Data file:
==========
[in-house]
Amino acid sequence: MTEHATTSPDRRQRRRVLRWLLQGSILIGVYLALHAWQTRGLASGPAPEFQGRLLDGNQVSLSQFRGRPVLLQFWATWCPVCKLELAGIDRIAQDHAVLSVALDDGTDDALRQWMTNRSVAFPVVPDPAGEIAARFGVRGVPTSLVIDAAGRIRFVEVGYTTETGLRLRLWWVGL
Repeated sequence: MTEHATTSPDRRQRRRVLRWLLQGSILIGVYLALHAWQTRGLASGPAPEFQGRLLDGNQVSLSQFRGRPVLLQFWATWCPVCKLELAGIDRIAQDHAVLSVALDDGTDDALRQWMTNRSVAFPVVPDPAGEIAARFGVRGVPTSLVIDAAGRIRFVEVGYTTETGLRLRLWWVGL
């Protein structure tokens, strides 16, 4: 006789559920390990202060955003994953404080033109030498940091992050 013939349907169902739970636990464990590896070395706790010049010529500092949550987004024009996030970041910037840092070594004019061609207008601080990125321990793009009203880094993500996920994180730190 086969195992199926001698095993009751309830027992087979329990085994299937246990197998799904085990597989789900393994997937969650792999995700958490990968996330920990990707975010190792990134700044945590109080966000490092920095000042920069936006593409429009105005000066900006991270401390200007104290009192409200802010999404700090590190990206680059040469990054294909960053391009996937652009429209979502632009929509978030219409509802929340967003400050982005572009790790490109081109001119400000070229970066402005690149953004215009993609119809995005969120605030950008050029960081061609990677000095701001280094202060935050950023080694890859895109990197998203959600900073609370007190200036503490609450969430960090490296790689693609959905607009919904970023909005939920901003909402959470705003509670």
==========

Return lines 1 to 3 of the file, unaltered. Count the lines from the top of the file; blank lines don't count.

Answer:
[in-house]
Amino acid sequence: MTEHATTSPDRRQRRRVLRWLLQGSILIGVYLALHAWQTRGLASGPAPEFQGRLLDGNQVSLSQFRGRPVLLQFWATWCPVCKLELAGIDRIAQDHAVLSVALDDGTDDALRQWMTNRSVAFPVVPDPAGEIAARFGVRGVPTSLVIDAAGRIRFVEVGYTTETGLRLRLWWVGL
Repeated sequence: MTEHATTSPDRRQRRRVLRWLLQGSILIGVYLALHAWQTRGLASGPAPEFQGRLLDGNQVSLSQFRGRPVLLQFWATWCPVCKLELAGIDRIAQDHAVLSVALDDGTDDALRQWMTNRSVAFPVVPDPAGEIAARFGVRGVPTSLVIDAAGRIRFVEVGYTTETGLRLRLWWVGL